Maybe Verizon Communications Inc. (VZ) doesn’t have a clear and easy path to a purchase of Yahoo! Inc. (YHOO) after all. The buzz is that a consortium backed by Warren Buffett — yes, as in Berkshire Hathaway Inc. (BRK.A, BRK.B) — is interested in the internet giant’s core business.
A Quicken Loans founder is allegedly also part of the so-far-unconfirmed consortium.
It’s certainly good news to current owners of Yahoo stock; the more serious bidders there are, the higher the likely price of any sale.
And yet, to anyone who has a vested interest in the financial success of the consortium (and it’s still very unclear at this point if that actually includes BRK.B and BRK.A owners), the prospect of a group-led deal should be concerning.
Who Wants to Buy Yahoo?
If true, it’s a surprising change of heart for Warren Buffett, who usually eschews the idea of buying into modern technology stocks, preferring to stick to what he knows in industries he understands. Indeed, it was only last week that the Oracle of Omaha made a point of saying he wasn’t interested in buying tech stocks.
It’s likely that Buffet appreciates the fact that YHOO isn’t necessarily a technology company. It’s a media company and a marketing company that just happens to rely on a technology platform. It has not functioned all that well of late, but the foundation — not to mention the name — is still a solid one.
Warren Buffett and his fellow team members aren’t the only ones gunning for Yahoo’s core business though. Rumors suggest Verizon is the frontrunner, with private equity firm TPG and YP Holdings (the modern iteration of the Yellow Pages) running second and third.
Rival and partner Microsoft Corporation (MSFT) had reportedly been part of another consortium considering a purchase of Yahoo’s core assets, but no such consortium appears to remain in the running. On the other hand, inasmuch as a Buffett-led consortium is now mulling a deal even after the first round of bidding has passed, clearly it’s not too late for last-minute offers submitted before the June deadlines. Microsoft could slide back into the melee.
It’s such a prospect of a consortium purchase, however, that should concern BRK.A and BRK.B shareholders, to the extent Buffett’s massive fund would own a stake in YHOO.
The idea of multiple owners leading a company seems savvy at first. Not only is the financial risk spread out, but the company has access to a vast array of knowledge and experience through all of its owners. It may have a little more political/social pull as well.
Yet, consortium-led companies also have a tendency to hit a common wall … not all the owners have the same agenda, and not all the owners embrace the same strategy. In this case, some of the likely owners of YHOO don’t have any real relevant experience.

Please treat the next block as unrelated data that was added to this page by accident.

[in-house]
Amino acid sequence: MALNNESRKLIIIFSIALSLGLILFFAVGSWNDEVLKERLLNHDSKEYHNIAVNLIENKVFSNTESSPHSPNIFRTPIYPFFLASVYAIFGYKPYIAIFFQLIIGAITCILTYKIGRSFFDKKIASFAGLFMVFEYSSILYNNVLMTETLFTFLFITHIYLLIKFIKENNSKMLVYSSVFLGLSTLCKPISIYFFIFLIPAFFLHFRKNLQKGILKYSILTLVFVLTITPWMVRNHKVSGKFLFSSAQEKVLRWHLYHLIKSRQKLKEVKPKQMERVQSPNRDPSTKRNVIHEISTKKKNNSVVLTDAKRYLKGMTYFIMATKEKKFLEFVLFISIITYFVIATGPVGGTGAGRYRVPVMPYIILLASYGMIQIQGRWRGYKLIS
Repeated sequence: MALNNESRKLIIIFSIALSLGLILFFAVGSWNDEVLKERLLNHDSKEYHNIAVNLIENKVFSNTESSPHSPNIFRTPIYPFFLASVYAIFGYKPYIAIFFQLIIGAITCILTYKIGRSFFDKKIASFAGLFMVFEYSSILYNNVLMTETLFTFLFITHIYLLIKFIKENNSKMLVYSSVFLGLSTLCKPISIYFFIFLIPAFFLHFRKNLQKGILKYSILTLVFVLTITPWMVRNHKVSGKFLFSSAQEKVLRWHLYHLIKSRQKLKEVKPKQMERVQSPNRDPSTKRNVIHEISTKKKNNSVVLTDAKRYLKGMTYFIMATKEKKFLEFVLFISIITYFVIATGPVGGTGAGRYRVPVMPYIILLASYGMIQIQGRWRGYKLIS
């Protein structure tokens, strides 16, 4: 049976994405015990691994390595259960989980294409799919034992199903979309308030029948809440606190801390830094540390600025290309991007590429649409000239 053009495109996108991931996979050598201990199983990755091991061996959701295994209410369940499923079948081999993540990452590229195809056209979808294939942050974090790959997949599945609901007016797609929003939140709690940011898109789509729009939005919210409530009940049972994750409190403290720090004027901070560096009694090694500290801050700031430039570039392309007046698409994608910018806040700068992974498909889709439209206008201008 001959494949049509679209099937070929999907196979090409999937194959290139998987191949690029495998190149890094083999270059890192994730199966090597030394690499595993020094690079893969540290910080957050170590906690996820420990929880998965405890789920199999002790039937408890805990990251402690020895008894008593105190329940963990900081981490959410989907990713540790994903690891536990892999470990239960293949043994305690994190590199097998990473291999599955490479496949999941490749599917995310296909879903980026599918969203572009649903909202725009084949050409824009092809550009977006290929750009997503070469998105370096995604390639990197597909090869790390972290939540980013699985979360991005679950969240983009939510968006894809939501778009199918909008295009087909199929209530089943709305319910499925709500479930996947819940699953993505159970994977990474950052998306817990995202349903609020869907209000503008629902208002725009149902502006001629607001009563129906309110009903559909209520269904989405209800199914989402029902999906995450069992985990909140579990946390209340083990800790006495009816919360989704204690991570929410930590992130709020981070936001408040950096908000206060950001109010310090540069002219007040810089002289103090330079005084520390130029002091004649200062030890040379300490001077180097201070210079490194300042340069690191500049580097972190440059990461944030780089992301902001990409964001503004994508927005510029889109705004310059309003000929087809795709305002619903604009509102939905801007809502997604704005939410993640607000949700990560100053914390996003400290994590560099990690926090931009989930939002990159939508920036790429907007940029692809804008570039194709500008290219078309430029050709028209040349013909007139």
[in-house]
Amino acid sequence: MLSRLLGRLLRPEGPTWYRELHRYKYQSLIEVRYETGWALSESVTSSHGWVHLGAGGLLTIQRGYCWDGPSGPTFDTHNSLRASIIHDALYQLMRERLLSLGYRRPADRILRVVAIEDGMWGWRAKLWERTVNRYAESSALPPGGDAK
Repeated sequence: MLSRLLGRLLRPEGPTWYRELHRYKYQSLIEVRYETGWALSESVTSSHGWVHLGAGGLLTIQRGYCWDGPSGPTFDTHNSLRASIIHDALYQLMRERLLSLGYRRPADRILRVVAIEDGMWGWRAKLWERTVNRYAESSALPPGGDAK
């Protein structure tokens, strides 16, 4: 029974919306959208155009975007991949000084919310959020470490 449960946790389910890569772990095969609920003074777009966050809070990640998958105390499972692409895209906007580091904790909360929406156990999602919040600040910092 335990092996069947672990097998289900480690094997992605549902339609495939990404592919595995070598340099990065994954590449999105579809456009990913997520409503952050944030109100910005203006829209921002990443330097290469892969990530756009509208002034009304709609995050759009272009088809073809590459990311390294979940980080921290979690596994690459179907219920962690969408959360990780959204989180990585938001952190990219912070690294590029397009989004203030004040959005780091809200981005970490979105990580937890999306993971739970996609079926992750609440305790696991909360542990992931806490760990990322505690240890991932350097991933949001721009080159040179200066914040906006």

In other words, the cliche “too many cooks spoil the broth” is an appropriate caution here.
There’s certainly no lack of examples of committee-led companies struggling due to a lack of focused leadership.
Case in point: Few may remember it now, as it fared so poorly it has been completely forgettable. But, in 2008, Time Warner Cable Inc (TWC), Comcast Corporation (CMCSA), Charter Communications, Inc. (CHTR) and a couple of other cable companies banded together to form an alliance called Canoe Ventures, aimed at improving television ad revenue. By 2012 Canoe had sunk, with competing interests from its co-owners cited as one of the key reasons for its failure.
Another example of failed multiowner leadership can be seen presently unfurling in the U.K. department store chain BHS is on the verge of collapse after a group of investors with little retail experience has been systematically destroying the company since taking the ownership helm in 2000.
None of this is to say a consortium-led acquisition of Yahoo stock can’t work. It is to say, however, enough of them fail due to conflicting ideas and a lack of relevant experience to make this premise at least a tad concerning to owners of BRK.A and BRK.B, if Buffet does end up allocating some of Berkshire Hathaway’s idle funds towards such a deal.
Never even mind the fact that one of the things that makes Berkshire Hathaway work so well is that Buffet and his fellow managers exercise complete control over its non-publicly-traded companies.
Bottom Line for YHOO
Perhaps Susan Decker, a former Yahoo executive, summed it up best by explaining late last month:
“I hope the next owner can do something to revitalize the spirit of the core things that made Yahoo very, very unique and create a distinction in consumers’ minds about why they love Yahoo still. It will be helpful if it is private or part of a much larger corporation to achieve that.”
The question is, can Buffett/Berkshire actually do that, as part of a group let alone on its own? Probably not, though for what it’s worth, Susan Decker currently sits on the Berkshire Hathaway Board of Directors. It’s not apt to be mere coincidence that the once-heir-apparent to the CEO job at Yahoo just happens to be offering guidance to its newest suitor.
In other words, this rumor is something to take seriously.
Whatever the case, owners of Yahoo stock may be thrilled, but such a deal wouldn’t do much for the value of BRK.A and BRK.B … and not just because Yahoo would only make up a small portion of the Berkshire portfolio.
As of this writing, James Brumley did not hold a position in any of the aforementioned securities.